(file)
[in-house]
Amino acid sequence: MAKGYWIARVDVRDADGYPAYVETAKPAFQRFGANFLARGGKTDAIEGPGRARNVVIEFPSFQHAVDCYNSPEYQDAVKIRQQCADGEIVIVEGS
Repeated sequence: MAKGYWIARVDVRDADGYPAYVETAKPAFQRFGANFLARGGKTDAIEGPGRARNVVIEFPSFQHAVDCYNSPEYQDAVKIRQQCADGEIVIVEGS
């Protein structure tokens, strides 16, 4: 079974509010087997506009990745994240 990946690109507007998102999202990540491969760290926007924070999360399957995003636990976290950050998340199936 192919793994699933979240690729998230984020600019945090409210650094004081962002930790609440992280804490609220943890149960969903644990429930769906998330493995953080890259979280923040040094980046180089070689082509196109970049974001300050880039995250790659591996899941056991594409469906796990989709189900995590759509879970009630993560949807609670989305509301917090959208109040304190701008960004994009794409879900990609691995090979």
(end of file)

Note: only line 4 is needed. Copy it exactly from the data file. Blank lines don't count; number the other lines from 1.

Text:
């Protein structure tokens, strides 16, 4: 079974509010087997506009990745994240 990946690109507007998102999202990540491969760290926007924070999360399957995003636990976290950050998340199936 192919793994699933979240690729998230984020600019945090409210650094004081962002930790609440992280804490609220943890149960969903644990429930769906998330493995953080890259979280923040040094980046180089070689082509196109970049974001300050880039995250790659591996899941056991594409469906796990989709189900995590759509879970009630993560949807609670989305509301917090959208109040304190701008960004994009794409879900990609691995090979």